This article will use one digital input pin (PortA pin 3) to readout state of push-button connected to it. Pull-up resistor must be connected to this pin to differentiate voltage on pin when push-button is pressed and when it is released. In short period of time when push-button is pressed, voltage on input pin connected to is very noisy and this can make problems. This is shown on picture on left side. Microcontroller would interpret this as multiple push-button pressing and releasing. To eliminate this we use debouncing.
You cannot imagine to use microcontroller without using any of its i/o pins. Finally its all about : taking input , processing it and generating output ! Thus i/o registers and their correct settings is indispensable part while learning to program any uC.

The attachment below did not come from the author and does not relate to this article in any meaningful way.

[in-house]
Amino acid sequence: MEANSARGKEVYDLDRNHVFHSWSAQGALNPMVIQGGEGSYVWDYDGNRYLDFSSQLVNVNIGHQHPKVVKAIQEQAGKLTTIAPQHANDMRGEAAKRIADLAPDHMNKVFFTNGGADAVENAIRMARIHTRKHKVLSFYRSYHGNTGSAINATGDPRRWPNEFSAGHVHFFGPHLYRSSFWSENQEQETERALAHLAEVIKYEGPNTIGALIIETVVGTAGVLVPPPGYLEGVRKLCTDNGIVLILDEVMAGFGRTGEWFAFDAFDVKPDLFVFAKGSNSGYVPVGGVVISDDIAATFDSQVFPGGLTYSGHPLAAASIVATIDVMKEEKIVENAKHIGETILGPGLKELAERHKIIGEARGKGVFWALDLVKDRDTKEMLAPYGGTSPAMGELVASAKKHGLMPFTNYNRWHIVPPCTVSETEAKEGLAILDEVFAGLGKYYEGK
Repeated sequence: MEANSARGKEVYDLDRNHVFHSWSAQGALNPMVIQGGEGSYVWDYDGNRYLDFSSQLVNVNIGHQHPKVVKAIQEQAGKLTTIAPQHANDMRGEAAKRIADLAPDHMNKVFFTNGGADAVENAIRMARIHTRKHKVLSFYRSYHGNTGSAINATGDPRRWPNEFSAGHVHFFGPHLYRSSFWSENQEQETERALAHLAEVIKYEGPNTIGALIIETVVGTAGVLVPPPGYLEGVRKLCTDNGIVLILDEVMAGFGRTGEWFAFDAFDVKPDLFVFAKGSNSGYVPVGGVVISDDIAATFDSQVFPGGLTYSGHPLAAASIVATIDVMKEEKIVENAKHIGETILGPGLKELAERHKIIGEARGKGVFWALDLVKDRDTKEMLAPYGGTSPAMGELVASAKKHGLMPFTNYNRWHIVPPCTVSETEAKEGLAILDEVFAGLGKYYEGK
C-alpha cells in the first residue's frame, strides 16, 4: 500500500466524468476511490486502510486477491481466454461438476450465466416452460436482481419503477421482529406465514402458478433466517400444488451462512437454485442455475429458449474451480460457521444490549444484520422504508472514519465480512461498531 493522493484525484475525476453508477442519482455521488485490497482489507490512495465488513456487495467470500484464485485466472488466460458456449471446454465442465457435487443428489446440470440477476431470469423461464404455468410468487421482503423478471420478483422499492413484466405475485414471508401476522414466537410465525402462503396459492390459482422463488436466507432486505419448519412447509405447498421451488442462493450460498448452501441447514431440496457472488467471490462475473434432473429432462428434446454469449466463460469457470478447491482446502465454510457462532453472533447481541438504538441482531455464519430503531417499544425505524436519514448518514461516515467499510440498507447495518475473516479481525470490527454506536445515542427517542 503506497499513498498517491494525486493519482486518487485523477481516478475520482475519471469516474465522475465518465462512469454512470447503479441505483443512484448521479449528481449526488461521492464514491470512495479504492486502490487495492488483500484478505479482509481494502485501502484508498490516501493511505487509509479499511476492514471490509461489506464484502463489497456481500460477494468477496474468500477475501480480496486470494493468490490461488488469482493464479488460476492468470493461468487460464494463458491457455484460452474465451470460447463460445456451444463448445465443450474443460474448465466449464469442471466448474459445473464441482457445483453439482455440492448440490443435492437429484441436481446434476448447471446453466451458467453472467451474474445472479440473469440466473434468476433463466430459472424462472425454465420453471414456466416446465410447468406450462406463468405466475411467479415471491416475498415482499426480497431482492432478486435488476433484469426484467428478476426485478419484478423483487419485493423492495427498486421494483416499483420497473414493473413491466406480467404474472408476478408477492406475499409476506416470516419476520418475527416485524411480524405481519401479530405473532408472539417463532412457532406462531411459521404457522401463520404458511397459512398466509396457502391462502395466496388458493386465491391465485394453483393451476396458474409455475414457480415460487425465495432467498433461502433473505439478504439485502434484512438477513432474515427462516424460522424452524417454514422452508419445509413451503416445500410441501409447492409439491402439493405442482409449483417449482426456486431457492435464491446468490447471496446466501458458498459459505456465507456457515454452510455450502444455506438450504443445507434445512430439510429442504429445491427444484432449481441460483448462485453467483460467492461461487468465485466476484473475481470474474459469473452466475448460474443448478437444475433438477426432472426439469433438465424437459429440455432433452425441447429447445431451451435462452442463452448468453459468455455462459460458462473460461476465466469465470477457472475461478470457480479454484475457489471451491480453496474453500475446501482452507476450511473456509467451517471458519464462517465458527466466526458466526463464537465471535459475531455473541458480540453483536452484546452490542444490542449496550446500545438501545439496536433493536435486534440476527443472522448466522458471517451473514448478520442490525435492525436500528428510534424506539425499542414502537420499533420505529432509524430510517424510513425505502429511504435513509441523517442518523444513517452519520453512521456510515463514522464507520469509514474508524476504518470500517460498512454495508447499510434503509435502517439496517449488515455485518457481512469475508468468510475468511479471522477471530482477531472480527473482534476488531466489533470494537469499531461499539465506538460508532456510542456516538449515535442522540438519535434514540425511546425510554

We will learn how to use AVR ports and actually ‘code’ for writing/reading data to/from port pins. It is slightly confusing for beginners, however once you understand it, you will certainly appreciate the way it is designed.
Here is example that is complete project with step by step guide that will show you how to use GPIO pins on ATmega8535.
When you start program use CodeWizardAVR to generate basic program structure.
In our case we used ATmega8535 so we will choose that modem from Chip tab in wizard window.
For frequency chose correct frequency that is used (external xtal, calibrated internal RC oscillator..).